“Take Your child To Work Day”… seems like an easy concept. I can remember as a child I looked forward to the fact that my mom, a speech pathologist in the school system, would take my sisters and I to work on that special day.
The whole day was so cool right down to eating lunch in the classroom and using the faculty restroom. Wow, we were easily pleased. We saw all that the ‘big bad’ world had to offer and that our mother was something other then ‘mommy.’ She was someone that taught and was important to others as well. I can remember marveling at the teachers and then returning home to play school.
Now, that very same “Take Your child To Work Day” is considered an UNLAWFUL ABSENCE. I have a real problem with that.
Our eldest daughter has been asking about this day for years and now that she’s old enough to understand the concept and follow directions safely, she will not be able to attend work with her father on Thursday, April 24th.
One yellow piece of paper was all it took to deflate my 7-year-old yesterday afternoon. “Does this note mean I can not go see what daddy does at work?” Indeed it does, unless I want to have an unexcused absence on my child’s record and be on the receiving end of the administrator’s malcontent with my poor parental judgment.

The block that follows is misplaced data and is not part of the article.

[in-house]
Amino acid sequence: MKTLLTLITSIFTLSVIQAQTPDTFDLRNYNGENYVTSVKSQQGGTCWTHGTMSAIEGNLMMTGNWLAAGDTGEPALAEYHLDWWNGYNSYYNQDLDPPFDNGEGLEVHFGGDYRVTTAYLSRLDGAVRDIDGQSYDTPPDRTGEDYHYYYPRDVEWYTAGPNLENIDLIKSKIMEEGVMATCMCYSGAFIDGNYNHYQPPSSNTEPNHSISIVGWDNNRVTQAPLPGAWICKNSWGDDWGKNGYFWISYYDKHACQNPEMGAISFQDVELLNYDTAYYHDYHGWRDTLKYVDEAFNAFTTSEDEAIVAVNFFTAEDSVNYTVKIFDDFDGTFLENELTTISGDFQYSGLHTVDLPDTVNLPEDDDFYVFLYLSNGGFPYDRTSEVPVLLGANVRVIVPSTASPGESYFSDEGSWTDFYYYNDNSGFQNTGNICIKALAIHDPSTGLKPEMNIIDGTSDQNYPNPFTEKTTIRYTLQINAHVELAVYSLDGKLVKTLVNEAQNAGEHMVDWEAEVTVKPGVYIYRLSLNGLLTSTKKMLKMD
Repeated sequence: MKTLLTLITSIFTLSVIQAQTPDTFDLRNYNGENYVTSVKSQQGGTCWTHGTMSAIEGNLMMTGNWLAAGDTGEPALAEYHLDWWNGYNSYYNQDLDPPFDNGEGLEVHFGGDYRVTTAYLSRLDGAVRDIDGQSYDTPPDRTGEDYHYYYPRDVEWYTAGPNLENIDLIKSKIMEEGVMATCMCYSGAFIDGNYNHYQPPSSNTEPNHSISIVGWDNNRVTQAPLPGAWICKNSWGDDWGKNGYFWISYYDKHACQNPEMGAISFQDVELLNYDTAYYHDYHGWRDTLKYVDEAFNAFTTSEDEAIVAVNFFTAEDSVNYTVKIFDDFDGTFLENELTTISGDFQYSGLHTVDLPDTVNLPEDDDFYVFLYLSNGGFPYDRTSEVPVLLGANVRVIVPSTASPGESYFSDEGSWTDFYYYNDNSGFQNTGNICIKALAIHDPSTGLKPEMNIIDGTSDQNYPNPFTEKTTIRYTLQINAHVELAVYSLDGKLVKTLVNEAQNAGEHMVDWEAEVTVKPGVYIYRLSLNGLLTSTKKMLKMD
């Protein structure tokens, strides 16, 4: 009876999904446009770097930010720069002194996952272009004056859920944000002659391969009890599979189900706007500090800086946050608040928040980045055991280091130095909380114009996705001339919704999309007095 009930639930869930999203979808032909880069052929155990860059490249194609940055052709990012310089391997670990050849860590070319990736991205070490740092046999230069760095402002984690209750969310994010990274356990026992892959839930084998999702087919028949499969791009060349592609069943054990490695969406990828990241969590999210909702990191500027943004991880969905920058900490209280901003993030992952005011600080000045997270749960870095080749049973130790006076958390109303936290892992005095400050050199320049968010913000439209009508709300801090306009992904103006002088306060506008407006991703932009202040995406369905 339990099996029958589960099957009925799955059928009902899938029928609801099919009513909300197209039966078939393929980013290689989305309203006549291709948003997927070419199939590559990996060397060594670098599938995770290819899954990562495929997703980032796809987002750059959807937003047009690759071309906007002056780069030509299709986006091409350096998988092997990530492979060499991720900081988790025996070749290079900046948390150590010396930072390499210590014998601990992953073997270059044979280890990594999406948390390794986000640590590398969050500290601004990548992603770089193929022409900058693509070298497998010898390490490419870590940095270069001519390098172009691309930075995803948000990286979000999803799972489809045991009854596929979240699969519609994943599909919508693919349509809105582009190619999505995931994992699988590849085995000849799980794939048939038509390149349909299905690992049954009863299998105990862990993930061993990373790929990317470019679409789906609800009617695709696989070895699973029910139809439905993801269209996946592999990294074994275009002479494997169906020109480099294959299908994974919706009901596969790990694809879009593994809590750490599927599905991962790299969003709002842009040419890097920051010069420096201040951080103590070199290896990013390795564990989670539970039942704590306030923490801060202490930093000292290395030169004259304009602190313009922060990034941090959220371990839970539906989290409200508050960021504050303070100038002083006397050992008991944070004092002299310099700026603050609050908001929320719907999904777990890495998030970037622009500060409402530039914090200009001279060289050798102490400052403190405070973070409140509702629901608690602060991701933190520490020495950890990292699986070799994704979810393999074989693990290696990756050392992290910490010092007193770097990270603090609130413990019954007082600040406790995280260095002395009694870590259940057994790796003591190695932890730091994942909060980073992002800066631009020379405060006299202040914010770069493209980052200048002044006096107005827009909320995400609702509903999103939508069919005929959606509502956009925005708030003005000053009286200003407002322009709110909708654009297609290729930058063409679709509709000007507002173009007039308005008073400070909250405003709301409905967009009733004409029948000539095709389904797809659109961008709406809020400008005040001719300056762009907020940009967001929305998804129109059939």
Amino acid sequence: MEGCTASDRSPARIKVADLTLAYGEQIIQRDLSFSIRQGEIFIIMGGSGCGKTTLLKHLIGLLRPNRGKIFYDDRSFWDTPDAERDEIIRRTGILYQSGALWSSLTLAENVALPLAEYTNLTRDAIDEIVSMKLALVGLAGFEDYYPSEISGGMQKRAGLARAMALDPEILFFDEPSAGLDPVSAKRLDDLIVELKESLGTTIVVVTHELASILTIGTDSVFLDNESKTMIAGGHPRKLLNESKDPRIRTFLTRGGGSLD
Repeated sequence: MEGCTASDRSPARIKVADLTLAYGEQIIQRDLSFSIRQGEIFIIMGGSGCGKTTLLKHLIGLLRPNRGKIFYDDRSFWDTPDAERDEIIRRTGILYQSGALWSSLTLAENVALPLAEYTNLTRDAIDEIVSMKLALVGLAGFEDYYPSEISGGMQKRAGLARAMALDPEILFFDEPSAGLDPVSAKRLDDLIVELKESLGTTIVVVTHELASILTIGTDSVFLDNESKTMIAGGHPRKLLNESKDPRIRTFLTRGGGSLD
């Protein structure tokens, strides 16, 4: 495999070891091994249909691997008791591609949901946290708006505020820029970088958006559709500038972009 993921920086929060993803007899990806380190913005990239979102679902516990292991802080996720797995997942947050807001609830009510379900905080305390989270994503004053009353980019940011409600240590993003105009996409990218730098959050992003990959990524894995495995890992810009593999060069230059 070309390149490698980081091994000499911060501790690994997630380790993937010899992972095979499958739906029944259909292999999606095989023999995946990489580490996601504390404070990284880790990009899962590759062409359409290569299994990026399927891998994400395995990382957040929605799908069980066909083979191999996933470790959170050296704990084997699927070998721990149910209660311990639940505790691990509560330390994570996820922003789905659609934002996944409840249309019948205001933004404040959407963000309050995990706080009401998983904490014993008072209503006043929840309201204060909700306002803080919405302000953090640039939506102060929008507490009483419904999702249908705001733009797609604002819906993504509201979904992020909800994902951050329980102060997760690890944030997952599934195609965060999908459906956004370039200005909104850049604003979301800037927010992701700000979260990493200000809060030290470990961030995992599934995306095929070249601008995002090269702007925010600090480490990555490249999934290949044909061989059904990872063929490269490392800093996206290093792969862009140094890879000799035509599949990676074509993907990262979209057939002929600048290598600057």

“Take Your Child To Work Day” falls on a school day. That means that students who are absent that day WILL BE MARKED AS ABSENT AND (unless they have another legal reason for being absent that day) MUST BRING A NOTE FROM THEIR PARENT(S) NOTING THAT THE CHILD WENT TO WORK WITH THEIR PARENT AND WILL BE CODED WITH AN UNLAWFUL ABSENCE.
This lovely little letter went on to explain what exactly “Take Your Child To Work Day” was derived from and how it has evolved over the years as to not be gender- biased.
First, my underlying thought was that Harford County Public Schools Superintendent Jacqueline Haas was trying to sell me on the fact that the day is no longer valid and was only once used to persuade young women and girls to further their education and channel them toward possible careers. Second, why don’t we want our children to see what is out there and show them a lifestyle to work toward? We should be taking advantage of such ‘days’ or events to help further our youth and show them what an education and self discipline can do for them. Isn’t that a valuable lesson?
Perhaps if the letter was presented in a more welcoming tone or worded a bit different I would have been more receptive. Maybe if my daughter hadn’t been planning this day with her daddy for the last 2 years I would have just let it go. We teach by doing, correct? Children observe and then mimic what we do as adults and parents. Why not show them where our determination, education and years have gotten us? Be proud and allow them to be proud of us.